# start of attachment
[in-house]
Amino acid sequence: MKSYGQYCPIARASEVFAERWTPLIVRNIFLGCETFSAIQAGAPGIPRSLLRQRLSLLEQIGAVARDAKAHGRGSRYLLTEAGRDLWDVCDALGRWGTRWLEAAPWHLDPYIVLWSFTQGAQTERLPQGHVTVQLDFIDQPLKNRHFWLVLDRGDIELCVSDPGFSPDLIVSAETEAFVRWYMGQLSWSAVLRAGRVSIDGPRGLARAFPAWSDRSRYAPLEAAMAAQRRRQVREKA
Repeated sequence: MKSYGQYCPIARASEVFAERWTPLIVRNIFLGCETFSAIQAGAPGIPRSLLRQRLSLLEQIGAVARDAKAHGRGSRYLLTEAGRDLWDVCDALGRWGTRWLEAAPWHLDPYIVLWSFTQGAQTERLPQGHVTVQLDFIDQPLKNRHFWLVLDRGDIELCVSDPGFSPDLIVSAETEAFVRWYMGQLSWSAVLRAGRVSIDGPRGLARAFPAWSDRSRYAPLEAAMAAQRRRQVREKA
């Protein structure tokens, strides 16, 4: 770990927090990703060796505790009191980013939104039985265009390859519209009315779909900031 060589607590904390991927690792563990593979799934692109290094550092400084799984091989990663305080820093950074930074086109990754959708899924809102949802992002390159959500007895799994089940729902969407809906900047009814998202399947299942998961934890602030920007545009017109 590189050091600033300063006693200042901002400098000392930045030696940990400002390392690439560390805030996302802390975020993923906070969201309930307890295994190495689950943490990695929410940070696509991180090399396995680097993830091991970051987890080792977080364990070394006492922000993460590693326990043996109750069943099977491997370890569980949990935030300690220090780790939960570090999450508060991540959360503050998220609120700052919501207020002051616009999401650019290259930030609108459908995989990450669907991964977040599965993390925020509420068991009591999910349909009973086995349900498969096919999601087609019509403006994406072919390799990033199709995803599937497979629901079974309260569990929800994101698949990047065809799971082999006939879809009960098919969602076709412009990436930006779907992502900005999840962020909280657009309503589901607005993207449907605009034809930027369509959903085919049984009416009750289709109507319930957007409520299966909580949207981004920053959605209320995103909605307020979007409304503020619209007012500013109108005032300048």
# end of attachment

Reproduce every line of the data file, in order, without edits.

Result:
[in-house]
Amino acid sequence: MKSYGQYCPIARASEVFAERWTPLIVRNIFLGCETFSAIQAGAPGIPRSLLRQRLSLLEQIGAVARDAKAHGRGSRYLLTEAGRDLWDVCDALGRWGTRWLEAAPWHLDPYIVLWSFTQGAQTERLPQGHVTVQLDFIDQPLKNRHFWLVLDRGDIELCVSDPGFSPDLIVSAETEAFVRWYMGQLSWSAVLRAGRVSIDGPRGLARAFPAWSDRSRYAPLEAAMAAQRRRQVREKA
Repeated sequence: MKSYGQYCPIARASEVFAERWTPLIVRNIFLGCETFSAIQAGAPGIPRSLLRQRLSLLEQIGAVARDAKAHGRGSRYLLTEAGRDLWDVCDALGRWGTRWLEAAPWHLDPYIVLWSFTQGAQTERLPQGHVTVQLDFIDQPLKNRHFWLVLDRGDIELCVSDPGFSPDLIVSAETEAFVRWYMGQLSWSAVLRAGRVSIDGPRGLARAFPAWSDRSRYAPLEAAMAAQRRRQVREKA
């Protein structure tokens, strides 16, 4: 770990927090990703060796505790009191980013939104039985265009390859519209009315779909900031 060589607590904390991927690792563990593979799934692109290094550092400084799984091989990663305080820093950074930074086109990754959708899924809102949802992002390159959500007895799994089940729902969407809906900047009814998202399947299942998961934890602030920007545009017109 590189050091600033300063006693200042901002400098000392930045030696940990400002390392690439560390805030996302802390975020993923906070969201309930307890295994190495689950943490990695929410940070696509991180090399396995680097993830091991970051987890080792977080364990070394006492922000993460590693326990043996109750069943099977491997370890569980949990935030300690220090780790939960570090999450508060991540959360503050998220609120700052919501207020002051616009999401650019290259930030609108459908995989990450669907991964977040599965993390925020509420068991009591999910349909009973086995349900498969096919999601087609019509403006994406072919390799990033199709995803599937497979629901079974309260569990929800994101698949990047065809799971082999006939879809009960098919969602076709412009990436930006779907992502900005999840962020909280657009309503589901607005993207449907605009034809930027369509959903085919049984009416009750289709109507319930957007409520299966909580949207981004920053959605209320995103909605307020979007409304503020619209007012500013109108005032300048």